Malware that collects information is a common occurrence in the world of cybercrime. The Album Stealer is a new threatening tool from this category that targets users seeking adult content on Facebook. The threat is spread through ill-minded campaigns and can be used to collect sensitive data from victims' computers. It works by collecting information, such as usernames, passwords, credit card numbers and other personal data from the infected machine. Once collected, this data is then sent to a remote server controlled by the attacker. Information and technical details about the Album Stealer were revealed in a report by security researchers.
The Threatening Capabilities of the Album Stealer
The name of the threat is based on the lure technique it utilizes to attract and trick unsuspecting victims - the Album Stealer masquerades as a photo album containing decoy adult images. Meanwhile, the malware performs various harmful actions in the background of the system.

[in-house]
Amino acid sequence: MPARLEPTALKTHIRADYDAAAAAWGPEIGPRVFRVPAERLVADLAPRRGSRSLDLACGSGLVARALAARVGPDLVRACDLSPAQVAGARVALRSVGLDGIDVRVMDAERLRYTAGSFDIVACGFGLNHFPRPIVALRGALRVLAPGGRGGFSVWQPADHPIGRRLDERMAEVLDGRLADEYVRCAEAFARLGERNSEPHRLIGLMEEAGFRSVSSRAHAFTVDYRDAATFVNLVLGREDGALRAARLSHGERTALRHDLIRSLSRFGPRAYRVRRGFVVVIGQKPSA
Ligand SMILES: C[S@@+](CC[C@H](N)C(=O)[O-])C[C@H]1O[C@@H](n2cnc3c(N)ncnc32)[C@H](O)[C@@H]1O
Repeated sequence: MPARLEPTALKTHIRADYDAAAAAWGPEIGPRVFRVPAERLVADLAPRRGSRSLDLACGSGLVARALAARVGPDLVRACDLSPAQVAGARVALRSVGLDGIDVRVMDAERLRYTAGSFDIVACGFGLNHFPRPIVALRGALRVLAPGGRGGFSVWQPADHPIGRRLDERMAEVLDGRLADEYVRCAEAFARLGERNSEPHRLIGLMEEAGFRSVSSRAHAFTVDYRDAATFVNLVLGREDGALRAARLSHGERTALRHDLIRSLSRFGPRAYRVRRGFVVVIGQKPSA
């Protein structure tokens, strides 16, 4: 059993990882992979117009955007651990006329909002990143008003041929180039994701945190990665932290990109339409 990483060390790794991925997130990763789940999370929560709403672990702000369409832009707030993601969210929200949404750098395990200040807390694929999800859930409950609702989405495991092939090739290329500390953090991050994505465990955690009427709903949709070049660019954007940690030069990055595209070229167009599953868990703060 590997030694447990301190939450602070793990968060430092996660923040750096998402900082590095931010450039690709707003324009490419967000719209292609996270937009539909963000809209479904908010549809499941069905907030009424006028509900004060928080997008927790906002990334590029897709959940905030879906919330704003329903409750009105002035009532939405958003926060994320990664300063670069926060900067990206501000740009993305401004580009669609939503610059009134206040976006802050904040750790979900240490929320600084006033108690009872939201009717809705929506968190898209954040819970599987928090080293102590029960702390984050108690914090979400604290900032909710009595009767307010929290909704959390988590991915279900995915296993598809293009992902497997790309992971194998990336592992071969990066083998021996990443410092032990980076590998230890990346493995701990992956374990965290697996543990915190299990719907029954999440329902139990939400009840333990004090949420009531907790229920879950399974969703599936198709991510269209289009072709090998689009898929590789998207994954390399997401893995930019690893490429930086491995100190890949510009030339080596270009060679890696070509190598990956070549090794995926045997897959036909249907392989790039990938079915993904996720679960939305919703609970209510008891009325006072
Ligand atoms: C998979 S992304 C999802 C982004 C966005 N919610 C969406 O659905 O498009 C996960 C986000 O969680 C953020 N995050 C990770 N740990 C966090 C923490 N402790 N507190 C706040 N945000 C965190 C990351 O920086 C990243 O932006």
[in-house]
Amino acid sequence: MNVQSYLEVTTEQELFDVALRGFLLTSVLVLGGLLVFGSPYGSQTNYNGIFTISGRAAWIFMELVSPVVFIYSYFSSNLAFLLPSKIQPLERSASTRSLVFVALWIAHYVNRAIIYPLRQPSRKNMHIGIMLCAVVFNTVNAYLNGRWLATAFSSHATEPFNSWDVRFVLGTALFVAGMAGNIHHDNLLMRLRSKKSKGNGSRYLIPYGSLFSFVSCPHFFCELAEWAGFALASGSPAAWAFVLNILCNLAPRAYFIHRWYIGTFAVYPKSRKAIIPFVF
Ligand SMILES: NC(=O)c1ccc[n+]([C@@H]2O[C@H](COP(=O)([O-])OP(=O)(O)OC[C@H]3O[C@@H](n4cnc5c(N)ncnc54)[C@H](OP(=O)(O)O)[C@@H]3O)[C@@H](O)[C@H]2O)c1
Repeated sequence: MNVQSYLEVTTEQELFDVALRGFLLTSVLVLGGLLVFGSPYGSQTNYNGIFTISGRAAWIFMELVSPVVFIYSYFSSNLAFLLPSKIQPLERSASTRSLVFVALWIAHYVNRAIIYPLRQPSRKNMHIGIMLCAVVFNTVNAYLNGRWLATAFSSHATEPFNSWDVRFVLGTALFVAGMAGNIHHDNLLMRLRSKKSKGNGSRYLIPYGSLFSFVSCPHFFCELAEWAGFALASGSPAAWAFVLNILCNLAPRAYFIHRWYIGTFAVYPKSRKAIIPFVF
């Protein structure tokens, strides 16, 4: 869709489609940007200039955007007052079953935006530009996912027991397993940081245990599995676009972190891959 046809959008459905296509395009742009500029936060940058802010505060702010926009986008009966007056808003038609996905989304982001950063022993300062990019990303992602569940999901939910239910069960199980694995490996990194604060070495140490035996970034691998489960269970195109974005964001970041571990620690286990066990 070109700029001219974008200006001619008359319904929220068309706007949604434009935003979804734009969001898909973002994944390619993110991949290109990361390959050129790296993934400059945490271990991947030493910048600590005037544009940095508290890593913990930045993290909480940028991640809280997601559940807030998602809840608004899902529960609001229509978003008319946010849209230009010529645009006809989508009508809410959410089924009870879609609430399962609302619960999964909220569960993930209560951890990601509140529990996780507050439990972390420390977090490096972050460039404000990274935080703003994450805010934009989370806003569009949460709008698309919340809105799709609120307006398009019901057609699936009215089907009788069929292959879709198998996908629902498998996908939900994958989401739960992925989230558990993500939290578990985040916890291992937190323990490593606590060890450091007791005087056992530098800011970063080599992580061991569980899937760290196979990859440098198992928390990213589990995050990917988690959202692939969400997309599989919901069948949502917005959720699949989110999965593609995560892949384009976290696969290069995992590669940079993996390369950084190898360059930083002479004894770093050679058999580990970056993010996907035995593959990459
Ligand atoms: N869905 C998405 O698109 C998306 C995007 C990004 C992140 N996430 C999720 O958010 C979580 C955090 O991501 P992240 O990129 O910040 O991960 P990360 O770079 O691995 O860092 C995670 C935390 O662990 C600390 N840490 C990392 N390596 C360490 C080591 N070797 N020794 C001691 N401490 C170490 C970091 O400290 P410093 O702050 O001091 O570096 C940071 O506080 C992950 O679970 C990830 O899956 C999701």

The Album Stealer utilizes side-loading techniques to execute corrupted DLLs and avoid detection. It collects cookies and stored credentials from Web browsers on the victim's machine, as well as information from Facebook Ads Manager, Facebook Business accounts and Facebook API graph pages. More specifically, from these sources, the Album Stealer attempts to extract victims' account IDs, names, creation times, verification statuses, permitted roles, extended credits, billed amounts, billing periods and more. In addition, the stealer can harvest sensitive details from a range of different browsers - Chrome, Firefox, Edge, Opera and Brave.
To mask several of its basic strings and data, the Album Stealer employs obfuscation through the ConcurrentDictionary class. Once it has collected all of the necessary information from an infected system, it sends it to a command and control server. The threat group responsible for launching these attacks is believed to be located in Vietnam.
Album Stealer's Infection Chain
The Album Stealer attacks use social engineering tactics that begin with the creation of fake Facebook profile pages containing adult images of women. These profiles are designed to entice victims into accessing a link to download an album containing the promised images. However, once clicked, the link will either redirect victims to a corrupted zip archive carrying malware payloads. The zip file is either hosted on Microsoft OneDrive or a compromised website carrying such unsafe files. By downloading and opening the archive, victims unknowingly expose their systems to malware and other damaging content.